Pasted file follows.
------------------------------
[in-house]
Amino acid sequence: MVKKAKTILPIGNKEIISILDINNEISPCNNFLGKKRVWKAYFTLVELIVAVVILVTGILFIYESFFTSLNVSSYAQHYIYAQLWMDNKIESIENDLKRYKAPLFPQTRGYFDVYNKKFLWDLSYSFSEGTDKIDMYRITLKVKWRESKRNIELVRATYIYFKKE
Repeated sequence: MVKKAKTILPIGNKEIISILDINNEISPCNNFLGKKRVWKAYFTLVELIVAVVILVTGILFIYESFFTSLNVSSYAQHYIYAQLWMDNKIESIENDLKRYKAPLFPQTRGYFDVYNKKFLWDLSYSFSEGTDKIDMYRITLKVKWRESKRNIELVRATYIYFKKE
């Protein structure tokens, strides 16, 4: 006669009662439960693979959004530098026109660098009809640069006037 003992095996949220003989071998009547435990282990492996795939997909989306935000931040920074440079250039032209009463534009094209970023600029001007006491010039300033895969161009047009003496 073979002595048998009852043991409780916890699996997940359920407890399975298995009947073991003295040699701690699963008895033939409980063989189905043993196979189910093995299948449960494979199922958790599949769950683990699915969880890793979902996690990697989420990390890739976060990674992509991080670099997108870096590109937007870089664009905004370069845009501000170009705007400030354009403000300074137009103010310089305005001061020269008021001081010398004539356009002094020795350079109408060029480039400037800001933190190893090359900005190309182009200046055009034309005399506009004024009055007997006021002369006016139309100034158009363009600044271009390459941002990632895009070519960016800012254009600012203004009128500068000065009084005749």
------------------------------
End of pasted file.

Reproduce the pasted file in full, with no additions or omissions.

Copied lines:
[in-house]
Amino acid sequence: MVKKAKTILPIGNKEIISILDINNEISPCNNFLGKKRVWKAYFTLVELIVAVVILVTGILFIYESFFTSLNVSSYAQHYIYAQLWMDNKIESIENDLKRYKAPLFPQTRGYFDVYNKKFLWDLSYSFSEGTDKIDMYRITLKVKWRESKRNIELVRATYIYFKKE
Repeated sequence: MVKKAKTILPIGNKEIISILDINNEISPCNNFLGKKRVWKAYFTLVELIVAVVILVTGILFIYESFFTSLNVSSYAQHYIYAQLWMDNKIESIENDLKRYKAPLFPQTRGYFDVYNKKFLWDLSYSFSEGTDKIDMYRITLKVKWRESKRNIELVRATYIYFKKE
């Protein structure tokens, strides 16, 4: 006669009662439960693979959004530098026109660098009809640069006037 003992095996949220003989071998009547435990282990492996795939997909989306935000931040920074440079250039032209009463534009094209970023600029001007006491010039300033895969161009047009003496 073979002595048998009852043991409780916890699996997940359920407890399975298995009947073991003295040699701690699963008895033939409980063989189905043993196979189910093995299948449960494979199922958790599949769950683990699915969880890793979902996690990697989420990390890739976060990674992509991080670099997108870096590109937007870089664009905004370069845009501000170009705007400030354009403000300074137009103010310089305005001061020269008021001081010398004539356009002094020795350079109408060029480039400037800001933190190893090359900005190309182009200046055009034309005399506009004024009055007997006021002369006016139309100034158009363009600044271009390459941002990632895009070519960016800012254009600012203004009128500068000065009084005749």